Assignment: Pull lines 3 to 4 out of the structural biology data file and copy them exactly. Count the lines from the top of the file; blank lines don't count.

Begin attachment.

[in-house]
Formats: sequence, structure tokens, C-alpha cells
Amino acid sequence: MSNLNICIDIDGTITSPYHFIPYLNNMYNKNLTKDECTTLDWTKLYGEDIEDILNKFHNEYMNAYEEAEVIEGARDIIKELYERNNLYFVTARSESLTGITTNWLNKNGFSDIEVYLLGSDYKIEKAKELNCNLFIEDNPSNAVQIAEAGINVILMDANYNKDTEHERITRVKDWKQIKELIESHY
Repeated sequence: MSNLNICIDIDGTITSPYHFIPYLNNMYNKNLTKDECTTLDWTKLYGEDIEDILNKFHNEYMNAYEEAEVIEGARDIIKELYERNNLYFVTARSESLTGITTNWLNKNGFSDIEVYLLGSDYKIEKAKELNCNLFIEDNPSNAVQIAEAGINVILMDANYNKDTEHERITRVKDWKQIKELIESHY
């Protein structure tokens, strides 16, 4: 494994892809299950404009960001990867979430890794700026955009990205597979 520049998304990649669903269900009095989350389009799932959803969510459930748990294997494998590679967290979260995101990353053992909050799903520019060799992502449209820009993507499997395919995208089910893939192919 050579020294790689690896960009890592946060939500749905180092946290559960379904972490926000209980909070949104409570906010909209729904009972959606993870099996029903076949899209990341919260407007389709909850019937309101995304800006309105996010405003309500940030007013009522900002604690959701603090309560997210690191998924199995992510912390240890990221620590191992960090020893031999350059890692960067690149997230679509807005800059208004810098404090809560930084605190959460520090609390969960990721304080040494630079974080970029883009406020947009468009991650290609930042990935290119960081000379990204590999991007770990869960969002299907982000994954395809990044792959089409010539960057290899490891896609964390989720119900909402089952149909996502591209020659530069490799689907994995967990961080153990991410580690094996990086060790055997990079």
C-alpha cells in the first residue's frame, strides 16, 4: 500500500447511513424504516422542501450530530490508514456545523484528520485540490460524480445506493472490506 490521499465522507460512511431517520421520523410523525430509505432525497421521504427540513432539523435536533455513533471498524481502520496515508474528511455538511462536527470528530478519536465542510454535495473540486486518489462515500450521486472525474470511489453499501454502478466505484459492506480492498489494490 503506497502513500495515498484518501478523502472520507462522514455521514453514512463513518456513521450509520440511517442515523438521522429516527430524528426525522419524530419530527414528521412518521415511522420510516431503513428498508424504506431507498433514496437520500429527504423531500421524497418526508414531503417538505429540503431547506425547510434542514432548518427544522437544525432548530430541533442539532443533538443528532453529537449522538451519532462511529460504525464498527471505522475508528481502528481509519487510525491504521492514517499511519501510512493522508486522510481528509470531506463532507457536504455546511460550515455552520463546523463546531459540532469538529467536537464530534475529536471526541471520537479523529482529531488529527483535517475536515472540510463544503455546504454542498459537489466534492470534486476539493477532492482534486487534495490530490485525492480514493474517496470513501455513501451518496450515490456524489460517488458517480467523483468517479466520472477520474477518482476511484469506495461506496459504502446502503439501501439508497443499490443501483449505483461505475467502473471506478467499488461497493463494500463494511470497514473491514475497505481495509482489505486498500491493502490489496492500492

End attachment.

Amino acid sequence: MSNLNICIDIDGTITSPYHFIPYLNNMYNKNLTKDECTTLDWTKLYGEDIEDILNKFHNEYMNAYEEAEVIEGARDIIKELYERNNLYFVTARSESLTGITTNWLNKNGFSDIEVYLLGSDYKIEKAKELNCNLFIEDNPSNAVQIAEAGINVILMDANYNKDTEHERITRVKDWKQIKELIESHY
Repeated sequence: MSNLNICIDIDGTITSPYHFIPYLNNMYNKNLTKDECTTLDWTKLYGEDIEDILNKFHNEYMNAYEEAEVIEGARDIIKELYERNNLYFVTARSESLTGITTNWLNKNGFSDIEVYLLGSDYKIEKAKELNCNLFIEDNPSNAVQIAEAGINVILMDANYNKDTEHERITRVKDWKQIKELIESHY